Stack Overflow is a community of 4.7 million programmers, just like you, helping each other.

Join them; it only takes a minute:

Sign up
Join the Stack Overflow community to:
  1. Ask programming questions
  2. Answer and help your peers
  3. Get recognized for your expertise

What's the best way to check if a Nib or Xib file exists before trying to load it using initWithNibName:bundle: or similar?

share|improve this question
    
Why would the nib be missing? Especially in an iPhone app; it's not like the user can mess around inside your signed application bundle. (Maybe on jailbreak, but even then, the user should expect brokenness if they go deleting things from inside of apps.) – Peter Hosey May 29 '09 at 0:01
1  
You are quire right. I have quite a complex interface hierarchy and some of the nib's are not yet completed. I wanted to 'catch' any not found and display a "Not Implemented" alert, it means I can send out demos and not crash the simulator if I click on the wrong button. – rjstelling May 29 '09 at 0:08
    
@PeterHosey How about when designing a library/framework? You don't know what is and isn't included in your user's app. Better put a check in there. – Kevin Jan 5 at 17:28
    
@Kevin: Why would that be any of the library/framework's business? – Peter Hosey Jan 10 at 5:58
    
@PeterHosey So you can gracefully return an error or throw an exception, instead of just crashing the app... – Kevin Jan 10 at 15:21
up vote 45 down vote accepted

Macro

#define AssertFileExists(path) NSAssert([[NSFileManager defaultManager] fileExistsAtPath:path], @"Cannot find the file: %@", path)
#define AssertNibExists(file_name_string) AssertFileExists([[NSBundle mainBundle] pathForResource:file_name_string ofType:@"nib"])

Here are a set of macros that you can call before you try an load a .xib or .nib, they will help identify missing files and spit out useful message about what exactly is missing.

Solution

The actual solution used was:

if([[NSBundle mainBundle] pathForResource:fileName ofType:@"nib"] != nil) 
{
//file found
...
}

Please note, the documentation states that ofType: should be the extension of the file. However even if you are using .xib you need to pass `@"nib" or you will get a false-negative.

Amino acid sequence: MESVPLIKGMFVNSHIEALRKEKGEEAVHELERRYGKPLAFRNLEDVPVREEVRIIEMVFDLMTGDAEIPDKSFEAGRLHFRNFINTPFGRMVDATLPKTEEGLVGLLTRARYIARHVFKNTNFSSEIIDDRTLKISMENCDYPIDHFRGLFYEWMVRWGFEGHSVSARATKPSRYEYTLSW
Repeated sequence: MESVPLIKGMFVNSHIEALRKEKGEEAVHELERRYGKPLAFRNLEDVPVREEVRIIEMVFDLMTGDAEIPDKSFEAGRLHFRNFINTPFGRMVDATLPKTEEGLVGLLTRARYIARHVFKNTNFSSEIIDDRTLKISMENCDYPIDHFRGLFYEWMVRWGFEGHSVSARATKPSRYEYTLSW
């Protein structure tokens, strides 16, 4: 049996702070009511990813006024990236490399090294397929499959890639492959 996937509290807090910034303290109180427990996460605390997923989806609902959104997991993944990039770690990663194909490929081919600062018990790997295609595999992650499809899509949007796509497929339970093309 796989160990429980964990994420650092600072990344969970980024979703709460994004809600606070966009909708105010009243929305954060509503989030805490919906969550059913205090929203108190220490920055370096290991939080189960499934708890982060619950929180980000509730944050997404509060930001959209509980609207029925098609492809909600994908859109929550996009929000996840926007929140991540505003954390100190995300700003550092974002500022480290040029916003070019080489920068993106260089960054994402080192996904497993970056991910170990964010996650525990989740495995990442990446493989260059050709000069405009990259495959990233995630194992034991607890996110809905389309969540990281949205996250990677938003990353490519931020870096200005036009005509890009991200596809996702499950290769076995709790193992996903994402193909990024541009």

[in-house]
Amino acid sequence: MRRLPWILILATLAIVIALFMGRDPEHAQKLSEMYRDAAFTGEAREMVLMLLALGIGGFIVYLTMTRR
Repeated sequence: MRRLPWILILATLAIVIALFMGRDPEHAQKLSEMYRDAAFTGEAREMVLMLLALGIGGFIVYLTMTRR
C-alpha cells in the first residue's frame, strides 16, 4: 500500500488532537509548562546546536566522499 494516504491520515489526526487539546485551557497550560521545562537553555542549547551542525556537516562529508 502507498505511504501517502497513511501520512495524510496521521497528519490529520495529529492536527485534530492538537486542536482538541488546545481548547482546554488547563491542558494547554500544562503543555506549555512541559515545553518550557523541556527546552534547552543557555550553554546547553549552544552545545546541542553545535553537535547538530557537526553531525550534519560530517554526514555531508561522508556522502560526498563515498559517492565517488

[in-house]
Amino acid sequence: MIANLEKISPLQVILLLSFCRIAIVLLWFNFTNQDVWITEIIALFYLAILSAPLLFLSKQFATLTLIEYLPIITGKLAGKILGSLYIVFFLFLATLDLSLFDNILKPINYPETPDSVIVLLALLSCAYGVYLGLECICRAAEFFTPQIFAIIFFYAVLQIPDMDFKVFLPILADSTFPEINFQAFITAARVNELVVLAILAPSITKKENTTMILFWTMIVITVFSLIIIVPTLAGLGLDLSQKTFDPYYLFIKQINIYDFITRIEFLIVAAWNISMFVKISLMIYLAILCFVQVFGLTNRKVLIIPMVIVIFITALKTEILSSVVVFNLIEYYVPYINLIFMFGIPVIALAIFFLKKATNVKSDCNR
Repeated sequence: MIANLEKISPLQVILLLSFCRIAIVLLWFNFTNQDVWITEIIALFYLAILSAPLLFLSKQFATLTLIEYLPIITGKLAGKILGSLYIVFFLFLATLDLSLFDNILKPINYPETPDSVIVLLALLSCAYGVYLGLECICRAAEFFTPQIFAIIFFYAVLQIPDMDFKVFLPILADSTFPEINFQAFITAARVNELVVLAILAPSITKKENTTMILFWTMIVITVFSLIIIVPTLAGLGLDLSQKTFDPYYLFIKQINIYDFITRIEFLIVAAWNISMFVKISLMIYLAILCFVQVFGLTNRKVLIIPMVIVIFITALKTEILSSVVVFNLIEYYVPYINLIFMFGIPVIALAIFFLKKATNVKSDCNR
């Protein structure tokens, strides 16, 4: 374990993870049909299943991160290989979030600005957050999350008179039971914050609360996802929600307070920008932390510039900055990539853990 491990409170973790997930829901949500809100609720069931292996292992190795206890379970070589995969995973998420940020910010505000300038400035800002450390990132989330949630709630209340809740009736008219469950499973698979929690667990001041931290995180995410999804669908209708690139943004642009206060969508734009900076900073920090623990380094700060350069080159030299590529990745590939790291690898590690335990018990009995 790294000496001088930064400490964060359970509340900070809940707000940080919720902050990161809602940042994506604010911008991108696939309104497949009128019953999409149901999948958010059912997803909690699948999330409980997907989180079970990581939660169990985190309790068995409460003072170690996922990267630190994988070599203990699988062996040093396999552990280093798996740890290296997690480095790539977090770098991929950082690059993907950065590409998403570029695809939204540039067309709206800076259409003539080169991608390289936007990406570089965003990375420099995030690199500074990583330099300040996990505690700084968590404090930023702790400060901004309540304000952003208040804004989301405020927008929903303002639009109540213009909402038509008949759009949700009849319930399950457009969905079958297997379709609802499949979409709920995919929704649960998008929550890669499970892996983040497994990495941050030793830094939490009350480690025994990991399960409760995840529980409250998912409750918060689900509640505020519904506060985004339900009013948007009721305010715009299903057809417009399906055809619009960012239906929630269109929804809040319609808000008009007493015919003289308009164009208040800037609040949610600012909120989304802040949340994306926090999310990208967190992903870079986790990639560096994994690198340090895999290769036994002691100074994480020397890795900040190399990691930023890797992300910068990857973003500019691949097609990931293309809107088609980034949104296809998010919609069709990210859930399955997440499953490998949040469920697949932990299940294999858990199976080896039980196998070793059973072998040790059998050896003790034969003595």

share|improve this answer
1  
great solution, but please consider editing your answer: the documentation about ofType: is actually correct, and the argument could be the extension of the file (you can actually put the entire filename in the pathForResource: and nil in ofType: and everything will work just fine, though I don't know if it's good practice). The reason of the xib/nib difference is that xib files are actually preprocessed and packed as nib in the app, pathForResource:ofType: works as specified ;-) (just check an .app content if you don't believe me) – Rick77 Dec 3 '15 at 8:36
    
PS: just seen the answer timestamp and you are doing mobile since 2009?! -Wow- – Rick77 Dec 3 '15 at 8:40
    
If you want to look for a storyboard instead, just change your ofType: parameter to be "storyboardc". Looks like a typo, but that's the extension storyboards have inside the bundle. – Matt Long Apr 8 at 3:51

There are two solutions I see here.

You could just call initWithNibName:bundle: and catch an exception if it fails (I like this idea, it feels robust). You will probably want to verify that the exception is in fact a "file not found" exception rather than, say, an "out of memory" exception.

Alternatively, you could check the existence of the nib first, using NSBundle's pathForResource:ofType:, which returns nil for files that don't exist.

share|improve this answer
    
initWithNibName:bundle: doesn't throw an exception if the file does not exist you only get problems when you try to use it with something like pushViewController:animated: – rjstelling May 28 '09 at 23:47
4  
initWithNibName:bundle returns nil if nib can't be found; so check for this instead. – Abizern May 28 '09 at 23:51
2  
@Abizern I was thinking that exactly, but it does not seem to work, although the documentation says it will return nil if not nib file is found I am getting always an allocation. And I have clean up the project so is no cache problem... – Emilio May 3 '14 at 12:41
    
@Emilio Which sort of indicates that it is finding a nib. – Abizern May 3 '14 at 13:31
2  
@Emilio is correct, initWithNibName:bundle: seems to return a valid object even if you pass it a total garbage name. – roperklacks Jul 21 '14 at 14:03

Your Answer

 
discard

By posting your answer, you agree to the privacy policy and terms of service.

Not the answer you're looking for? Browse other questions tagged or ask your own question.